UFC 138: Thiago Alves Needs to Use His Ground Game

Matthew RyderFeatured ColumnistNovember 6, 2011

Courtesy: fiveouncesofpain.com
Courtesy: fiveouncesofpain.com

It’s time for a reality check: Thiago Alves has a ground game, a good one.

And while people love watching him chop down opponents like trees with his leg kicks, or knock them senseless with well-time punches and elbows, it’s time for him to start using that ground game to get himself some wins.

Coming into his UFC 138 matchup with Papy Abedi, there was talk that the American Top Team product could be cut with a loss. That’s a remarkable fall from grace for a man who isn’t yet thirty and fought Georges St-Pierre for the welterweight title on the biggest card in UFC history in 2009.

Fortunately, he came out and buzz-sawed Abedi, looking incredibly tight on his feet and far more cerebral than he has in recent losses or uninspiring wins. For Alves to fight anywhere other than the top promotion in the world would be ludicrous, as when he’s on he’s as good as anyone in the game.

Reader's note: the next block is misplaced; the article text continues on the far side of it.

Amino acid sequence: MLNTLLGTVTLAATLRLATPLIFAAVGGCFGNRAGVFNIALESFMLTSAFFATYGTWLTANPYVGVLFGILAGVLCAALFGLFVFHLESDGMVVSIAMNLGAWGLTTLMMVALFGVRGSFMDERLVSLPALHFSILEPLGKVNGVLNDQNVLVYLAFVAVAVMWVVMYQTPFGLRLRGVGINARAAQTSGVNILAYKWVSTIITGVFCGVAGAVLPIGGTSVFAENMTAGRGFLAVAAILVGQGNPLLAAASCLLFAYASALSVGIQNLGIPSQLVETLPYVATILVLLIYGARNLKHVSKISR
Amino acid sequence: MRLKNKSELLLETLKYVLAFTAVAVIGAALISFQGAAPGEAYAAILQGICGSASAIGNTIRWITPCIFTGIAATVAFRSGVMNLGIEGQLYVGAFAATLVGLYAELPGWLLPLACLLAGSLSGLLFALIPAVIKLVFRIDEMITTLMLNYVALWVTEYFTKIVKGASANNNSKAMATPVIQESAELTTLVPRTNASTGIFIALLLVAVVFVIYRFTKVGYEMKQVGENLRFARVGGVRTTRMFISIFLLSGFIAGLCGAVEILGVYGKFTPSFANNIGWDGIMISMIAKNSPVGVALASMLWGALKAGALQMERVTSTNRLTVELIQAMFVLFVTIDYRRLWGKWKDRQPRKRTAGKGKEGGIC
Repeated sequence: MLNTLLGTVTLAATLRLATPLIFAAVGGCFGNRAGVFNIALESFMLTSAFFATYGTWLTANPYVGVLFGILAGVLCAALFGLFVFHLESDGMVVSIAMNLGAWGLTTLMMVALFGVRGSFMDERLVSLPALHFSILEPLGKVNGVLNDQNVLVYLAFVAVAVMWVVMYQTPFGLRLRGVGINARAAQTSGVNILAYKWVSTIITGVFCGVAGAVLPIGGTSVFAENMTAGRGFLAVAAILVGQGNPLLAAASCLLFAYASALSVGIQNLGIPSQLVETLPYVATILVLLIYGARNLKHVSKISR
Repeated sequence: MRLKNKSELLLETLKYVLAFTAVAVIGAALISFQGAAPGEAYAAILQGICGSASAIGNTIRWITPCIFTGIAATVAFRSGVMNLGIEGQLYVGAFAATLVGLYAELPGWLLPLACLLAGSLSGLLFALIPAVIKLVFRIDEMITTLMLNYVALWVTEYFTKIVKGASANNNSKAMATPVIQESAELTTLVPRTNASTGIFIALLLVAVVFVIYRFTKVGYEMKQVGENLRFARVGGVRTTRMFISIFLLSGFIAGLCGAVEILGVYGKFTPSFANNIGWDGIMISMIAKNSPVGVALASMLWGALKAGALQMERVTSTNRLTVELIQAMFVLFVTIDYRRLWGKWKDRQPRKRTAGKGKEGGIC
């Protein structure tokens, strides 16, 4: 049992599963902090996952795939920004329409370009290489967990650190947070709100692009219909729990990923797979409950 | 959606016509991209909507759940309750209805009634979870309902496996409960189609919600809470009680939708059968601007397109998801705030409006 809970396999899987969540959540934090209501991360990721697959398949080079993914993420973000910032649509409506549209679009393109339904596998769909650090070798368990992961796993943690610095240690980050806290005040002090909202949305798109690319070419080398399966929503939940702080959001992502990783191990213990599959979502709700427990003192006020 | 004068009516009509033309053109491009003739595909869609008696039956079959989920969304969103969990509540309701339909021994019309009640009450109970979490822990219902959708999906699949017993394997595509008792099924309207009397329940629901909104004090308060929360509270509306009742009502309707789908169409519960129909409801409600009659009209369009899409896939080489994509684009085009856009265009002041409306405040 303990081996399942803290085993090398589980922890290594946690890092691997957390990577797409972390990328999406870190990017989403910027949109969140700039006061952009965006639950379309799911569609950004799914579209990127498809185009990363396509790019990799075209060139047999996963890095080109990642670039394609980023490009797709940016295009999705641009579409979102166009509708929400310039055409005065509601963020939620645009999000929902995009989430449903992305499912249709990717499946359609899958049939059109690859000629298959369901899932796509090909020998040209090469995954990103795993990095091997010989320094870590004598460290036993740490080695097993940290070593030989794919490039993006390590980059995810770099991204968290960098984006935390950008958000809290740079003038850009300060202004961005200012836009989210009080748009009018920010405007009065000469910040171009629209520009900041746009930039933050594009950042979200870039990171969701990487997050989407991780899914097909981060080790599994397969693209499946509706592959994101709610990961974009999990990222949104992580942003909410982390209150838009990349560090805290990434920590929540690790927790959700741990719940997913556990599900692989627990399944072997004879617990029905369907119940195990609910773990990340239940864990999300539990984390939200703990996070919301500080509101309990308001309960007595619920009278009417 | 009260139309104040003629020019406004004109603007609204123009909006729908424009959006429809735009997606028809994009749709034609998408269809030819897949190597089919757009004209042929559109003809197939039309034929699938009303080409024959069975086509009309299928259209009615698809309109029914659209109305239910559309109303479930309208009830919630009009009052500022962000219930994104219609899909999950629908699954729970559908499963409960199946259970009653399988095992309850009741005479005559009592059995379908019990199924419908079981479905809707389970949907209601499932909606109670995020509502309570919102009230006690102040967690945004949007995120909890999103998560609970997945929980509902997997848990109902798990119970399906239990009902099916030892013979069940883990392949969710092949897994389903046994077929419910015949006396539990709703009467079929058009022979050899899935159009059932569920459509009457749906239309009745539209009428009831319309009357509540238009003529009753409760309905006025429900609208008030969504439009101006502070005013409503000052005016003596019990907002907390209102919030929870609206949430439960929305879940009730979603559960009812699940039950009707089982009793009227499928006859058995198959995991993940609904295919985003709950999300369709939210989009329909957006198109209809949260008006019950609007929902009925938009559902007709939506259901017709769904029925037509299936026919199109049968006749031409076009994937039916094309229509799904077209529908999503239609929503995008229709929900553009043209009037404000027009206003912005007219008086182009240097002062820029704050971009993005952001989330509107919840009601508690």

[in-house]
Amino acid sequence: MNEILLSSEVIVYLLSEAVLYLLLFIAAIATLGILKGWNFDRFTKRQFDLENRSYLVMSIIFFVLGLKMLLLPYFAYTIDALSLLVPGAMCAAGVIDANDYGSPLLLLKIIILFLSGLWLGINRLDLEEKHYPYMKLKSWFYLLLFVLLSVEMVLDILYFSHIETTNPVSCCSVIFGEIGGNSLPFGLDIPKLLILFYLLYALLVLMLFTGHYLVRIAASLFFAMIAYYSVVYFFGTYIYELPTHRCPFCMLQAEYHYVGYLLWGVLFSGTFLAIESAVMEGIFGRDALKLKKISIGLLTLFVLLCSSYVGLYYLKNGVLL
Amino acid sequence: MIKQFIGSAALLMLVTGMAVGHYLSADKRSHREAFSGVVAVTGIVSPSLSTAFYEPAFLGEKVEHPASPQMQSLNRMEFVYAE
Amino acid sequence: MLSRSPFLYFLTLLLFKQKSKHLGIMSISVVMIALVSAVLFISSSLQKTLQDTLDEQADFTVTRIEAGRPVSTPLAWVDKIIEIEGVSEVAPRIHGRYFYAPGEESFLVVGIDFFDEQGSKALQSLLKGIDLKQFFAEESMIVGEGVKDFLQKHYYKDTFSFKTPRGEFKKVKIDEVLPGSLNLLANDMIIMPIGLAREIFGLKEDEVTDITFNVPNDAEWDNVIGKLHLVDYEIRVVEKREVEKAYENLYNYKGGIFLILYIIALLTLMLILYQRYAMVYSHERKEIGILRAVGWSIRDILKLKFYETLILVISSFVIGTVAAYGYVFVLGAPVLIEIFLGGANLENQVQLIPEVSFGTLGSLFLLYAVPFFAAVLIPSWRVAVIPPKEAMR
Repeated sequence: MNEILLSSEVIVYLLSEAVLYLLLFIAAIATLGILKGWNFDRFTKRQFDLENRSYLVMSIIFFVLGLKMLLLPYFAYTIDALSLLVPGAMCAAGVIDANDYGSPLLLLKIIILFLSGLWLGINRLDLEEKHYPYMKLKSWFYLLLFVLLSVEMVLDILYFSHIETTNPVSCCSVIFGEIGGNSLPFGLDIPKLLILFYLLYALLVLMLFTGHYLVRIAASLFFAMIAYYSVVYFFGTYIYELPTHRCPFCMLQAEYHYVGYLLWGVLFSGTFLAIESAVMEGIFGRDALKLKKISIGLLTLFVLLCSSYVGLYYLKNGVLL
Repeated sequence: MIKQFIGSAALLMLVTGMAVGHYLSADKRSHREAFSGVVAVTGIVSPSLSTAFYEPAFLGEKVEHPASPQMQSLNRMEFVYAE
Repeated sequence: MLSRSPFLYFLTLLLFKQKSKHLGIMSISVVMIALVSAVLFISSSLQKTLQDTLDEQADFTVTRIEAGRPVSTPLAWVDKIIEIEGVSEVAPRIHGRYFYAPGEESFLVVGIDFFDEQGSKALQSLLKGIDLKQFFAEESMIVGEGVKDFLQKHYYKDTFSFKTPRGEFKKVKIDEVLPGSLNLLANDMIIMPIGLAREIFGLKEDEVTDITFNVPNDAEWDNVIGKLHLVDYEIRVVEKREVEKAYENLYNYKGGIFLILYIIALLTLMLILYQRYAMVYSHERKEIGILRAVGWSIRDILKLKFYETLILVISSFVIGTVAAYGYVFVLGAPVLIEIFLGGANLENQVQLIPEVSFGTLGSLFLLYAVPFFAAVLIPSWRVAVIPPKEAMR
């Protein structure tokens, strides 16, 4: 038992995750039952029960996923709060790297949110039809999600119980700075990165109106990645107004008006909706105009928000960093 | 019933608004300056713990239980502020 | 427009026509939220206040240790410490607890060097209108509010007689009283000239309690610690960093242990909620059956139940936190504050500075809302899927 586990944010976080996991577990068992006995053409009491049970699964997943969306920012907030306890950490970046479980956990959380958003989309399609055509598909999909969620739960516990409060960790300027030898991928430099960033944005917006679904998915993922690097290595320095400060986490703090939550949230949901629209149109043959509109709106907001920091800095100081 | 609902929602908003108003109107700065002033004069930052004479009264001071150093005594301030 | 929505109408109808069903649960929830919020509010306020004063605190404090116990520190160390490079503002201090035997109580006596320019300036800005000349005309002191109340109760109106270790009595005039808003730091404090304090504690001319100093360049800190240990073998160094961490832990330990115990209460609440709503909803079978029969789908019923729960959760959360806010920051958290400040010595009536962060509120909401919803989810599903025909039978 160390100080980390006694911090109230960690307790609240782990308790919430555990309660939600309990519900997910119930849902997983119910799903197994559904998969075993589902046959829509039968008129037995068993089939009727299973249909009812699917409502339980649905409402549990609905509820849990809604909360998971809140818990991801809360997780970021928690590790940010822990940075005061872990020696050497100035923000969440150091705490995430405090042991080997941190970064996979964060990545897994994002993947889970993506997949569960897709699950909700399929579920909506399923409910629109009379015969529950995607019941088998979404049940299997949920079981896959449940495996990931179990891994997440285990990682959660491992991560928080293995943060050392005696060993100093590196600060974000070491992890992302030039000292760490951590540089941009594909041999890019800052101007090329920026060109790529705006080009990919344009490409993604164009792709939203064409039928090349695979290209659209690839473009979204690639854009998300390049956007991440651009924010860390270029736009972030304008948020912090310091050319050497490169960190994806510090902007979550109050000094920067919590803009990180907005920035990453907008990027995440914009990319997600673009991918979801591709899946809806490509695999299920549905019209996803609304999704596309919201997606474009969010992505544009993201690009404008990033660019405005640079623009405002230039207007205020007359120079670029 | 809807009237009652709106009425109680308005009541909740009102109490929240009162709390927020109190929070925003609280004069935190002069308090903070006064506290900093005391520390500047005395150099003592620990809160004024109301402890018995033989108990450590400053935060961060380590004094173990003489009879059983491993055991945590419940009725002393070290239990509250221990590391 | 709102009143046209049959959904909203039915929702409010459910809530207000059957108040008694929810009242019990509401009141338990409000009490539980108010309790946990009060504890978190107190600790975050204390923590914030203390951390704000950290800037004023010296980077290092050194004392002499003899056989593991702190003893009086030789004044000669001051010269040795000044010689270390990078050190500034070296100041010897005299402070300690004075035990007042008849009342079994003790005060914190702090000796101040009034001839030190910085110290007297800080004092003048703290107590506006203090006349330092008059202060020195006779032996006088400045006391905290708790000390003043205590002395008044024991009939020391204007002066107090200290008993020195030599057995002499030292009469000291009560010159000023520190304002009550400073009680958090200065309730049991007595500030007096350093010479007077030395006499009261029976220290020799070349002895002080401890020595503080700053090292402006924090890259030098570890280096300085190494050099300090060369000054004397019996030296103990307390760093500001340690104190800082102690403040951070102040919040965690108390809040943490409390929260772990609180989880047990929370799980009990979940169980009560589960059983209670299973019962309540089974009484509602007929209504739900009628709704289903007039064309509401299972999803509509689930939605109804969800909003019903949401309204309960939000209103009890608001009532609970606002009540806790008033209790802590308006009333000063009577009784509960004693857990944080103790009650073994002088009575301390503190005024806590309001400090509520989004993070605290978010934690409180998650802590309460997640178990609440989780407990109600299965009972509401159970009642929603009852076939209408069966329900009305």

However part of that talent is utilizing his slick ground game. It’s not something that’s new, he holds a jiu-jitsu brown belt under the legendary Ricardo Liborio and has for a while. but it’s something that’s new to his MMA game.

Too often in the past, Alves has been pulled into fighting out of his comfort area. He’ll have trouble with opponents who keep him off balance with in-between distance, too far to strike powerfully but close enough to get tied up with and held against the cage. Opponents with good wrestling have posed issues, and while his ability to scramble and get up is as good as anyone at 170, the points are already scored against him when the takedown happens, so his efforts to get up seem less impressive.

Thankfully, in a division heavy on guys who will use wrestling to grind away and win in uninteresting fashion, Thiago Alves is there to make things exciting. It’s a very rare thing that he’ll come to the octagon and not put on an enjoyable performance. However, he needs to temper that excitement with success, which he can do by implementing his grappling game more prominently.

When done properly, jiu-jitsu can be exciting. As MMA grows, people become better educated on the nuances of grappling, and appreciate a guy like Demian Maia as much as they do Anderson Silva. Alves has the unique ability to combine a little bit of both, the vaunted striker with the excellent grappler, and do so excitingly while racking up some wins.

For that reason, it becomes clear that he should be using his ground game a little more.

And if that reason isn’t enough for you? Ask Papy Abedi. He can probably be more convincing than I can.